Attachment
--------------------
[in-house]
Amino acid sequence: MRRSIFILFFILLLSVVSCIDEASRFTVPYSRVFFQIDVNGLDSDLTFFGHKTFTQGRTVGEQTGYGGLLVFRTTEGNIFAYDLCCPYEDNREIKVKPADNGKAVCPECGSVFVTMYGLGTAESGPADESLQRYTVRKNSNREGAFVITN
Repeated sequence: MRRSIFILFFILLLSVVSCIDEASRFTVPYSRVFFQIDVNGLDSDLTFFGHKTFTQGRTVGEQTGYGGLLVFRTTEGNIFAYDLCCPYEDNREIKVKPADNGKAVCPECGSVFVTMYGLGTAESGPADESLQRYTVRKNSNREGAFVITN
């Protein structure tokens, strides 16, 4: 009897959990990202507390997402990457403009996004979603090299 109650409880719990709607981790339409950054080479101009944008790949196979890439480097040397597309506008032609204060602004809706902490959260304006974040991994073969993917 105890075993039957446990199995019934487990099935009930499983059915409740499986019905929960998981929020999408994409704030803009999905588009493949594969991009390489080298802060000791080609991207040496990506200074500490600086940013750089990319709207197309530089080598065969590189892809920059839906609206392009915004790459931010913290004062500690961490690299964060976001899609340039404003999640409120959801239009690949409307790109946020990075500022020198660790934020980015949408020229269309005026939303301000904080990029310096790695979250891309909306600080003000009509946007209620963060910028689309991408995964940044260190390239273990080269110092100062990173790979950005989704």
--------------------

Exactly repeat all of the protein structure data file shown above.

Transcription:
[in-house]
Amino acid sequence: MRRSIFILFFILLLSVVSCIDEASRFTVPYSRVFFQIDVNGLDSDLTFFGHKTFTQGRTVGEQTGYGGLLVFRTTEGNIFAYDLCCPYEDNREIKVKPADNGKAVCPECGSVFVTMYGLGTAESGPADESLQRYTVRKNSNREGAFVITN
Repeated sequence: MRRSIFILFFILLLSVVSCIDEASRFTVPYSRVFFQIDVNGLDSDLTFFGHKTFTQGRTVGEQTGYGGLLVFRTTEGNIFAYDLCCPYEDNREIKVKPADNGKAVCPECGSVFVTMYGLGTAESGPADESLQRYTVRKNSNREGAFVITN
């Protein structure tokens, strides 16, 4: 009897959990990202507390997402990457403009996004979603090299 109650409880719990709607981790339409950054080479101009944008790949196979890439480097040397597309506008032609204060602004809706902490959260304006974040991994073969993917 105890075993039957446990199995019934487990099935009930499983059915409740499986019905929960998981929020999408994409704030803009999905588009493949594969991009390489080298802060000791080609991207040496990506200074500490600086940013750089990319709207197309530089080598065969590189892809920059839906609206392009915004790459931010913290004062500690961490690299964060976001899609340039404003999640409120959801239009690949409307790109946020990075500022020198660790934020980015949408020229269309005026939303301000904080990029310096790695979250891309909306600080003000009509946007209620963060910028689309991408995964940044260190390239273990080269110092100062990173790979950005989704």